The Atlantic recently published a piece by Charlie Warzel looking at what happened to the Wirecutter and why lots of people are convinced its recommendations are going downhill. It’s a good overview of some of the big challenges faced by the once-beloved recommendation site and how the business has changed since it was purchased by The New York Times in 2016.
Warzel ultimately concludes that the deterioration in quality isn’t entirely the New York Times’ fault because making the kind of personalized recommendations consumers increasingly demand is really hard due to the number of products and preferences, and the rise of video has changed the internet, leaving users less willing to read 7,500 words just to buy a cell phone.
But solving the personalization problem is possible. So is reducing information overload. They just aren’t solvable with long-form articles by professional writers. You need a different approach. Here’s how we’re fixing product recommendations at PerfectRec.
Warzel says the personalization problem is one that haunts Wirecutter staff. Readers are increasingly aware that the best gadget for one person may not be the best for another, depending on their life situation. Wrestling with how to answer what’s best for “most people” has become a “herculean task” and Warzel reports that the Wirecutter is undergoing a review of whether or not long articles are the best way to grapple with the problem.
How We're Solving The Best-For-Most-People Problem at PerfectRec
PerfectRec is solving the personalization problem head on: by asking straightforward questions. We don’t need to guess what “most people” want when recommending a product because we ask you what you’re looking for in simple, jargon-free language. With each multiple choice question you answer, we update your recommendations in real time and at the end of the brief questionnaire, we provide you with a personalized overview explaining our recommendations and showing how they compare to alternatives.
The key to making this useful, though, is that we aren’t just filtering products. We are using your answers to inform our machine learning model. We don’t take your preferences as hard constraints, but rather as guidelines to find you the perfect product. And if you have conflicting preferences – say for a small phone with great battery life (which doesn’t exist) – we will tell you and suggest alternatives.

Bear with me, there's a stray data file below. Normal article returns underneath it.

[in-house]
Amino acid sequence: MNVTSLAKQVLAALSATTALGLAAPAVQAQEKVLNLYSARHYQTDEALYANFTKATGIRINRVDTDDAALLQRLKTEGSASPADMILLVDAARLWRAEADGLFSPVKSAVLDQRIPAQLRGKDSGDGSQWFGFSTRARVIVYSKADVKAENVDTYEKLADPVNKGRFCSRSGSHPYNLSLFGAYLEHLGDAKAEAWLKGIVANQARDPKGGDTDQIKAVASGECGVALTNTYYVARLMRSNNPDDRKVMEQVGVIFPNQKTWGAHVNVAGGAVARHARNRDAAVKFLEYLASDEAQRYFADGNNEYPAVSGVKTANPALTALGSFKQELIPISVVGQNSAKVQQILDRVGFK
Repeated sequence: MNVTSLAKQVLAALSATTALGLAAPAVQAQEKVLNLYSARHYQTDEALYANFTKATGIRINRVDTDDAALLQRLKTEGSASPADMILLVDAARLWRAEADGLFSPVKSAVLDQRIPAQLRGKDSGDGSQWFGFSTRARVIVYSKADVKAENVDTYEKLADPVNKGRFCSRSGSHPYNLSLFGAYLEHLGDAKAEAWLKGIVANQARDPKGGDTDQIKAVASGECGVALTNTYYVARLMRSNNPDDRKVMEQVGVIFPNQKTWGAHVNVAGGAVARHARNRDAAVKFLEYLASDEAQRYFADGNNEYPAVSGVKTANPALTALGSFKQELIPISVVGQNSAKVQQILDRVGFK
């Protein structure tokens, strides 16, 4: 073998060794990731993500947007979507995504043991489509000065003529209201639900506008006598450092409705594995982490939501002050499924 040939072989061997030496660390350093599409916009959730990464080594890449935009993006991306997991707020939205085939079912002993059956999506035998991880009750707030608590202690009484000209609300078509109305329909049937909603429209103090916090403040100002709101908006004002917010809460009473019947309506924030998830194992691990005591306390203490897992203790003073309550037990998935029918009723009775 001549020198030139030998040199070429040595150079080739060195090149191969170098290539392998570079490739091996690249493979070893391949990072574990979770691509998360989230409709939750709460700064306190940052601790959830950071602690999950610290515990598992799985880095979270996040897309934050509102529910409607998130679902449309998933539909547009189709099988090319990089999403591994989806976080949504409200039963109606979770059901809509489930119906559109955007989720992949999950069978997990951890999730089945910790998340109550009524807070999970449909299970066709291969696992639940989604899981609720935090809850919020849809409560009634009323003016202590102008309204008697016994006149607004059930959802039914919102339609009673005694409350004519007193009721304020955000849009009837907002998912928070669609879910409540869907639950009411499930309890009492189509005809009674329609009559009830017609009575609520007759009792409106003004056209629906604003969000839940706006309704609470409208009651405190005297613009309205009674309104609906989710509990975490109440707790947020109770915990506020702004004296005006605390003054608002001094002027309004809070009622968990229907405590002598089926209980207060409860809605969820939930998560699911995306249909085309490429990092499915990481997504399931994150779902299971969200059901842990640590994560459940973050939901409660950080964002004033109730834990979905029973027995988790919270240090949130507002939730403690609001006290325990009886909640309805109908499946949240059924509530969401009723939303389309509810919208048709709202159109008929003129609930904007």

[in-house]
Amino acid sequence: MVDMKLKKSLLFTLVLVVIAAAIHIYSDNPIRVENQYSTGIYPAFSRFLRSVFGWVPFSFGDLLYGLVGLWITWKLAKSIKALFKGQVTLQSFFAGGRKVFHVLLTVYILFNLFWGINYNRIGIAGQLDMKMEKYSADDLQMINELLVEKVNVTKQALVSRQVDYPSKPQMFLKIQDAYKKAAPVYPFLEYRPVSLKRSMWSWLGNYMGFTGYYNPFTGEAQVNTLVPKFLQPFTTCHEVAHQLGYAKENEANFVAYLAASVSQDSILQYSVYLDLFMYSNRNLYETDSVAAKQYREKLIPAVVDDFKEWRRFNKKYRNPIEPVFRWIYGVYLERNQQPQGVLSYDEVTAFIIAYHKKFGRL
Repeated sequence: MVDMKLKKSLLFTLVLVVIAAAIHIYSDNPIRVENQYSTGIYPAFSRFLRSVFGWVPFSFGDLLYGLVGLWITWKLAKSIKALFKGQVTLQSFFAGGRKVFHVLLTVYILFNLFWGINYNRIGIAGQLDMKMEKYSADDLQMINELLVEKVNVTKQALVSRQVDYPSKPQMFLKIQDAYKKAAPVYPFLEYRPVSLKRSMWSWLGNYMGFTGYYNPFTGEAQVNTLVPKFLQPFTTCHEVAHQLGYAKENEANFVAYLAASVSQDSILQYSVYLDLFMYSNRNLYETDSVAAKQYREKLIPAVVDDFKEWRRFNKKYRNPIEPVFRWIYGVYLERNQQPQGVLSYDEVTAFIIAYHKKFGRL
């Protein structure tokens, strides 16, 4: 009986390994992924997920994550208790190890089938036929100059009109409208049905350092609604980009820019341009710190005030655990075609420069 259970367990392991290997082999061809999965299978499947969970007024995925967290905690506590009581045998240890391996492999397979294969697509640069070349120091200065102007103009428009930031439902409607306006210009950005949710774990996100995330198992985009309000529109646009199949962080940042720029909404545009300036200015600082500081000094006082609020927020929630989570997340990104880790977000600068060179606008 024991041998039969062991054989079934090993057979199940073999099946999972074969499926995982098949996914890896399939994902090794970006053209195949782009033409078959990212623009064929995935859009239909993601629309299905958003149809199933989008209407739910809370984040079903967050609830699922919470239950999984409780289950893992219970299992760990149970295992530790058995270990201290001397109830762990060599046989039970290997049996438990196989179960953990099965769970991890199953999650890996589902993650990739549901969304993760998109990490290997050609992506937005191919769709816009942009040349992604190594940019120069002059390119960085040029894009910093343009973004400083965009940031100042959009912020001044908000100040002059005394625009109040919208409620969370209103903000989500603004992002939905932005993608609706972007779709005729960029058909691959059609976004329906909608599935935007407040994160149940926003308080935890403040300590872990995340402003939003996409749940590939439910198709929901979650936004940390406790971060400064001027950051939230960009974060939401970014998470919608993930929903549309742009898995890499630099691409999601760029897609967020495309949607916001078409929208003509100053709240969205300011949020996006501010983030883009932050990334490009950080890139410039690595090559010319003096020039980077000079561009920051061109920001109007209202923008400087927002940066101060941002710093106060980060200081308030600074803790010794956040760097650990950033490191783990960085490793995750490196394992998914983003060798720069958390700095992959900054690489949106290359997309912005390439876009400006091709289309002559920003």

Wirecutter articles are long. A sampling of the buying guides featured on their homepage today included 4,950 words on mens underwear, 5,952 words on women’s razors, and 4,250 words on laptops (not including pro models or their student guide). For an average reader, those guides would take 38 minutes, 45 minutes and 32 minutes respectively to read. While very long guides can allow Wirecutter writers to partially address the “most people” problem by covering a range of scenarios, it also results in information overload. Few people want to spend over an hour reading the Wirecutter’s 22,000 words on air purifiers, most of which don’t fit your needs.
How We're Solving the Information Overload Problem at PerfectRec
Instead of hitting users with a wall of text, we’ve designed our site to be interactive. You answer multiple-choice questions. We provide personalized recommendations and generate a dynamic explanation with text and rich visuals to help you understand your recommendation and see how it compares to other options. It’s not a long-form essay, but it solves the problem of information overload and short attention spans.
Warzel doesn’t seem to entirely agree with Reddit and Twitter users who think Wirecutter recommendations have gotten worse, but we do. Twitter is full of stories about Wirecutter recommendation fails. The reason behind this is likely structural. As Warzel goes over in his piece, management put a lot of pressure on the Wirecutter to increase output following the acquisition. They changed the pay structure for contract reviewers from hourly to a per-piece rate, and increasingly relied on staff writers for their reviews. The problem is giving good recommendations on a wide range of products requires expertise in a wide range of products. Even if they have category knowledge, the Wirecutter’s staff writers are unlikely to have thousands of hours of expertise in everyone of product lines they are expected to cover, and the contract reviewers who have this level of intensive expertise aren’t going to invest as much time if you’re not paying them to do so.
How We're Solving the Recommendation Quality Problem at PerfectRec
You can’t make high quality recommendations unless you have the hyper expertise to do so. We’re solving the recommendation quality problem by going deep on the most important product lines and investing in hiring the experts we need to do so. We scour the internet for the true product obsessives–people who’ve spent thousands of hours following the latest developments for their favorite gadgets–and hire them to work on our recommendation engines. The experts identify and review the relevant products and then work with our data science team to help train and fine tune our recommendation model. While the Wirecutter has to hire for writing ability, we can focus solely on deep product knowledge. The result is higher quality recommendations that won’t leave The Atlantic asking what went wrong.
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